The AmpC disk test was performed in the manner previously described.33 Briefly, AmpC disks containing tris(hydroxymethyl)aminomethane (Tris)-EDTA (Becton Dickinson) were prepared in house by applying 20 μL of a 1:1 mixture of saline and 100 μL Tris-EDTA (Sigma-Aldrich, St Louis, MO) to sterile filter paper disks, allowing the disks to dry, and storing them at 2°C to 8°C. The surface of a Mueller Hinton agar plate (Becton Dickinson) was inoculated with a lawn of cefoxitin-susceptible E coli ATCC 25922 according to the standard disk diffusion method. Immediately before use, AmpC disks were rehydrated with 20 μL of saline. Colonies of K pneumoniae and Enterobacter cloacae that had differing test results by the MHT and PCR were applied to a disk. A 30-μL cefoxitin disk (Becton Dickinson) was placed on the inoculated surface of the Mueller Hinton agar. The inoculated AmpC disk was then placed almost touching the antibiotic disk with the inoculated disk face in contact with the agar surface. The plate was then inverted and incubated overnight at 35°C in ambient air. After incubation, plates were examined for an indentation or a flattening of the zone of inhibition, indicating enzymatic inactivation of cefoxitin (positive result), or the absence of a distortion, indicating no significant inactivation of cefoxitin (negative result).

DNA Sequencing

Described bla KPC sequences are available online through the GenBank database (Accession No. AF297554; http://www.ncbi.nlm.nih.gov/Genbank/). The ABI Prism sequence detection system (Applied Biosystems, Foster City, CA) was used to amplify and detect the bla KPC amplicons (246 base pairs). We selected 5 positive amplicons and 2 negative samples for direct DNA sequencing using the BigDye Terminator 3.1 cycle sequencing kit (Applied Biosystems) according to the manufacturer’s protocols. Sequences were detected by the ABI 3100 Capillary Electrophoresis Instrument with Data Collection version 2.1 (Applied Biosystems), and analysis of the sequences was performed with ABI DNA Sequencing Analysis Software, version 5.1.1 (Applied Biosystems).


The specificity of the primers for the detection of bla KPC genes was evaluated by the BLAST program (National Center for Biotechnology Information; available at http://blast.ncbi.nlm.nih.gov/Blast.cgi). No matches to the primers’ sequences were found other than those for the bla KPC genes. Frozen stocks of 76 isolates were available for DNA extraction, including 55 K pneumoniae, 17 E cloacae, 2 E coli, and 2 Serratia marcescens. Of the K pneumoniae isolates selected, 48 were found to be resistant to carbapenems by the VITEK2 automated antibiotic susceptibility testing system, while 7 were found to be susceptible Table 1. In addition, there were 4 E cloacae and 1 S marcescens isolates that were found to be resistant by the VITEK2 system, while 13 E cloacae and 2 E coli isolates were found to be susceptible to carbapenems. In total, there were 61 MHT+ isolates and 15 MHT– isolates.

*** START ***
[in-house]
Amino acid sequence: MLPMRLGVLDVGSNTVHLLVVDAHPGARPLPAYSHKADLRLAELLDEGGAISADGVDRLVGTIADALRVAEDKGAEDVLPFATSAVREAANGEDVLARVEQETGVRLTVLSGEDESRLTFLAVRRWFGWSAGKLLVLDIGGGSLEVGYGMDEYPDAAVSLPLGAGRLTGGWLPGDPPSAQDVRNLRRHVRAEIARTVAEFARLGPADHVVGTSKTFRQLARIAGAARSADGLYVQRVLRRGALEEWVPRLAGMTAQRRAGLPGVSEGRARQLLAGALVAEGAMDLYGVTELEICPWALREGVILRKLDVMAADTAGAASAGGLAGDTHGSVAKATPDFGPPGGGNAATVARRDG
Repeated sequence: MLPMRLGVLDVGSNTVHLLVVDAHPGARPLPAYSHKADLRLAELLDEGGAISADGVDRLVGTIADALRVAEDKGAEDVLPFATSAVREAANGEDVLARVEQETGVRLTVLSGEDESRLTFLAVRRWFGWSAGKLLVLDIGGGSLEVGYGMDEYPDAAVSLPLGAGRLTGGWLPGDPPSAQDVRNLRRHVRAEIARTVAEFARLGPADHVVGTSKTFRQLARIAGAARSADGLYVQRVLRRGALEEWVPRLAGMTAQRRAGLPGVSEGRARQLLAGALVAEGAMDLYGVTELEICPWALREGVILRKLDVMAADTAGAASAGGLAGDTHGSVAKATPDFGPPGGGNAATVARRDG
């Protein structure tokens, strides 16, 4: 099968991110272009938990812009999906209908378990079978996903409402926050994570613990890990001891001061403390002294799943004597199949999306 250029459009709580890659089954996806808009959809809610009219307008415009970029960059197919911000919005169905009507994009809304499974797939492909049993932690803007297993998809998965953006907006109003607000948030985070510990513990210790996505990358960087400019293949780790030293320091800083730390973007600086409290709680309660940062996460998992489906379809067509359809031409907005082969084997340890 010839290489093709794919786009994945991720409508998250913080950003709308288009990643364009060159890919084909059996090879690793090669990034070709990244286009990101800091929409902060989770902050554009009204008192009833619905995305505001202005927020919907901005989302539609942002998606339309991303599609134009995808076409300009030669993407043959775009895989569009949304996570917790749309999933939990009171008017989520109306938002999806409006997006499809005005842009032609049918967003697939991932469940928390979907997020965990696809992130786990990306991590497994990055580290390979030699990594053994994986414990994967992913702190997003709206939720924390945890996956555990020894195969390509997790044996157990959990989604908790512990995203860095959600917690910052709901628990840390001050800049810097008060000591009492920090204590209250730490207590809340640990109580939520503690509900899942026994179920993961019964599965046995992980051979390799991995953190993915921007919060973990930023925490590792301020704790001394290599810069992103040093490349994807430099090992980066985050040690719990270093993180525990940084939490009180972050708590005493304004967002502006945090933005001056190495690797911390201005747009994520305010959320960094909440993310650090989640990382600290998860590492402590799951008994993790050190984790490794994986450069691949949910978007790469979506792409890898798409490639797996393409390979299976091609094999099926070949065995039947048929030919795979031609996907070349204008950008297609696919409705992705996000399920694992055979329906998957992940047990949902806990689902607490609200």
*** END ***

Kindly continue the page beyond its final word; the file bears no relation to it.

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Table 1
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Table 2

Initial MHT and PCR Results

The PCR assay was positive in 50 of the MHT+ test isolates (50/61 [82%]) and was negative in 13 MHT– isolates (13/15 [87%]). Eleven isolates that had been reported as MHT+ were negative by PCR, including 8 K pneumoniae and 3 E cloacae isolates Table 2. AmpC testing was performed on all 11 of these isolates. One isolate of S marcescens and 1 of E cloacae were negative by MHT and positive by PCR. The results of the MHT and PCR were strongly correlated (P = .0001; Fisher exact test). The threshold temperature for the melt curve analysis for the DNA sequences that were amplified by the PCR was between 91°C and 92°C. We did not encounter a single sample that was reportable as equivocal by PCR.

Repeated MHT, Repeated PCR, and AmpC Results